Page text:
Sitting on a hot piece of real estate in present day San Francisco can sometimes feel like you've pocketed the golden ticket — all you need to do is cash that thing in and your troubles will soon be over. That is, well, until the real estate itself becomes not so hot. That is the situation some owners of units in the tilting and sinking Millennium Tower have recently found themselves in, as Curbed reports efforts to sell have gone nowhere — even following drastic drops in asking prices.

Trouble first started at Millennium Tower, a gilded high-rise once named one of the world's top ten residences, earlier this summer when it was reported that the building had tilted slightly and sunk roughly 16 inches in eight years. Panicked owners filed a class action lawsuit against the building's developer and the entity behind the nearby Transbay Transit Center — construction on which may or may not have contributed to the tower's troubles. As would be expected, all the media and legal attention hasn't done any good for those already trying to sell when the news broke — even though outside experts say the building remains seismically safe.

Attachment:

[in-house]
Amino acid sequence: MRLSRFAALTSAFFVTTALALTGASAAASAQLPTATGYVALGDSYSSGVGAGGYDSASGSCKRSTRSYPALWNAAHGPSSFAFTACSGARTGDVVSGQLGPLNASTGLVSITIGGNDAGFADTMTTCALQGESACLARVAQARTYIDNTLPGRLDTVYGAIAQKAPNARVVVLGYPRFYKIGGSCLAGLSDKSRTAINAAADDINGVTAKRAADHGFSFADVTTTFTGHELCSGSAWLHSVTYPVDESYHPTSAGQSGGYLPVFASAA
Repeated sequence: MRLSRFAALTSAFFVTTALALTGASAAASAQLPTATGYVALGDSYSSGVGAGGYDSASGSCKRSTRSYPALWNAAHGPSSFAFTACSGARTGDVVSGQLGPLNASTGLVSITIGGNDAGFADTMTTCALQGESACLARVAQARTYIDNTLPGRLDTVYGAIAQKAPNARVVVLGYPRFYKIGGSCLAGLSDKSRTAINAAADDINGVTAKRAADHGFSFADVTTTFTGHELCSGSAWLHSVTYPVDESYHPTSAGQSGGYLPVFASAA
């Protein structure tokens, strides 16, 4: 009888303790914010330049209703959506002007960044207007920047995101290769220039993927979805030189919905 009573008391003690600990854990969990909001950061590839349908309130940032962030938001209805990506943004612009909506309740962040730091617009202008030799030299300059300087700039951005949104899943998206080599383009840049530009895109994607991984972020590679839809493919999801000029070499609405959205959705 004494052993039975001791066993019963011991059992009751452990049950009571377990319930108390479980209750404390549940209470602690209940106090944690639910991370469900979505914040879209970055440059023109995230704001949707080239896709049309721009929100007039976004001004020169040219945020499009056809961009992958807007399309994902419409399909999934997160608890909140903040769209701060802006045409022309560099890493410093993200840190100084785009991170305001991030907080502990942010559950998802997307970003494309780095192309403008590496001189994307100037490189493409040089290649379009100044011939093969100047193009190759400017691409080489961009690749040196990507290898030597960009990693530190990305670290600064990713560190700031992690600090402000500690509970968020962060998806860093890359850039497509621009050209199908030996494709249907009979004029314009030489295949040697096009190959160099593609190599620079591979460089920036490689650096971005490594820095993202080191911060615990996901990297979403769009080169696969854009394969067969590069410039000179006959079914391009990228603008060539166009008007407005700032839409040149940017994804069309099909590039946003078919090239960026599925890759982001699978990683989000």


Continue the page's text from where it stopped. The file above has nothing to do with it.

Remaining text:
Take, for example, the $3.6 million one-bedroom located in the tower's northeast corner. Before the news of the great sinking broke, Curbed tells us the unit was listed for $3.8 million. Cutting $200,000 from the asking price hasn't resulted in a sale, however, and the unit remains on the market.

Or how about the $2.3 million two-bedroom with southwest exposure? The seller of that property has also cut $200,000 from the asking price, but as of yet has found no takers.

And while we think anyone in possession of such an expensive piece of property can likely afford to hold onto it for just a little bit longer, that such drastic reductions in price have yet to convince any would-be buyers to move in to the tower does not speak well for its long-term prospects.

But hey, if the unit prices continue to sink along with the building, we're sure someone is bound to buy eventually. Probably.

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